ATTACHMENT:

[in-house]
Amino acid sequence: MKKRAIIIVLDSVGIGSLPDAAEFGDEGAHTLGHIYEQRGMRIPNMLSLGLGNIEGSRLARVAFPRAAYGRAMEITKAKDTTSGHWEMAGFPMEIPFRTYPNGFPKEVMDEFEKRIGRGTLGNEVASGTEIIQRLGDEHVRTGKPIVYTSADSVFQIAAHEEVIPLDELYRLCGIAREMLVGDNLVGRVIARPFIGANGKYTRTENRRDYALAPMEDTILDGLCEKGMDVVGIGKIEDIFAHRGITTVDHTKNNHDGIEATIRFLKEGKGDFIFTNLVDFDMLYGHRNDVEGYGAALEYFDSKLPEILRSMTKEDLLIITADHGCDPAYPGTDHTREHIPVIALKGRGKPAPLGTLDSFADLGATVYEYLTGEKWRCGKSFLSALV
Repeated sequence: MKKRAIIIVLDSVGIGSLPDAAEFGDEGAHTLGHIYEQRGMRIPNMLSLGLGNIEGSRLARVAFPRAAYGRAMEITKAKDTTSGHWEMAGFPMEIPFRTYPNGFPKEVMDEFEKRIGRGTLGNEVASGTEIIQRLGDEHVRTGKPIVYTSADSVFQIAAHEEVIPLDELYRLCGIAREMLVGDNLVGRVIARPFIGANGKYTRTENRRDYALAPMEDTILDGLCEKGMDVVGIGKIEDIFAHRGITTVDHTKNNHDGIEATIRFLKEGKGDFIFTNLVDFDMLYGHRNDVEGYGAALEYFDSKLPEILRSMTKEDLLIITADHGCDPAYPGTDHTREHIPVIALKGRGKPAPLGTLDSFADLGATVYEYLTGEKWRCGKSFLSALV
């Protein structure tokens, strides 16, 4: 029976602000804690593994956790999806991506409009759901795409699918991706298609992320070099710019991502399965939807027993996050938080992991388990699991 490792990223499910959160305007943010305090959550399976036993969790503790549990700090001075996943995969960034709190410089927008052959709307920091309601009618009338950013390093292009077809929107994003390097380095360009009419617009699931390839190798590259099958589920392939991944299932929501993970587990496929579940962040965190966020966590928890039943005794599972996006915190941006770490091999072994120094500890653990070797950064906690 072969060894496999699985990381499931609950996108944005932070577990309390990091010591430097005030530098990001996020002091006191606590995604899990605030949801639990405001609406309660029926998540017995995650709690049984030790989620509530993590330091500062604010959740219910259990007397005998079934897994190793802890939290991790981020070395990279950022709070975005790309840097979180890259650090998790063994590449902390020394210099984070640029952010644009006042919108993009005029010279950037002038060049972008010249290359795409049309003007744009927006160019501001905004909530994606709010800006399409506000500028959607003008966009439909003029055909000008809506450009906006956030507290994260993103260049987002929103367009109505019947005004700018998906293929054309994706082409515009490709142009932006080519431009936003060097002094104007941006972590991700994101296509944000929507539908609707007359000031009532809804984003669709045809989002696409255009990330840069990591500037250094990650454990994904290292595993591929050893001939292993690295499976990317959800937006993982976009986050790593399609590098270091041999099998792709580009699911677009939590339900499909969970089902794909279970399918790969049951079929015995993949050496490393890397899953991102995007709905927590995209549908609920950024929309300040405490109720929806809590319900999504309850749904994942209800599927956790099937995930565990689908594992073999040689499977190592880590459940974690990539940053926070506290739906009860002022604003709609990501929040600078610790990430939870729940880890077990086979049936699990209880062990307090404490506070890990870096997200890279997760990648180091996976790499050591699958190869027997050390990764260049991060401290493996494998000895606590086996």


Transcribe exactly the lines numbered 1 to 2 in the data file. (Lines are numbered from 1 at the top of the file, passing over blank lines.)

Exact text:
[in-house]
Amino acid sequence: MKKRAIIIVLDSVGIGSLPDAAEFGDEGAHTLGHIYEQRGMRIPNMLSLGLGNIEGSRLARVAFPRAAYGRAMEITKAKDTTSGHWEMAGFPMEIPFRTYPNGFPKEVMDEFEKRIGRGTLGNEVASGTEIIQRLGDEHVRTGKPIVYTSADSVFQIAAHEEVIPLDELYRLCGIAREMLVGDNLVGRVIARPFIGANGKYTRTENRRDYALAPMEDTILDGLCEKGMDVVGIGKIEDIFAHRGITTVDHTKNNHDGIEATIRFLKEGKGDFIFTNLVDFDMLYGHRNDVEGYGAALEYFDSKLPEILRSMTKEDLLIITADHGCDPAYPGTDHTREHIPVIALKGRGKPAPLGTLDSFADLGATVYEYLTGEKWRCGKSFLSALV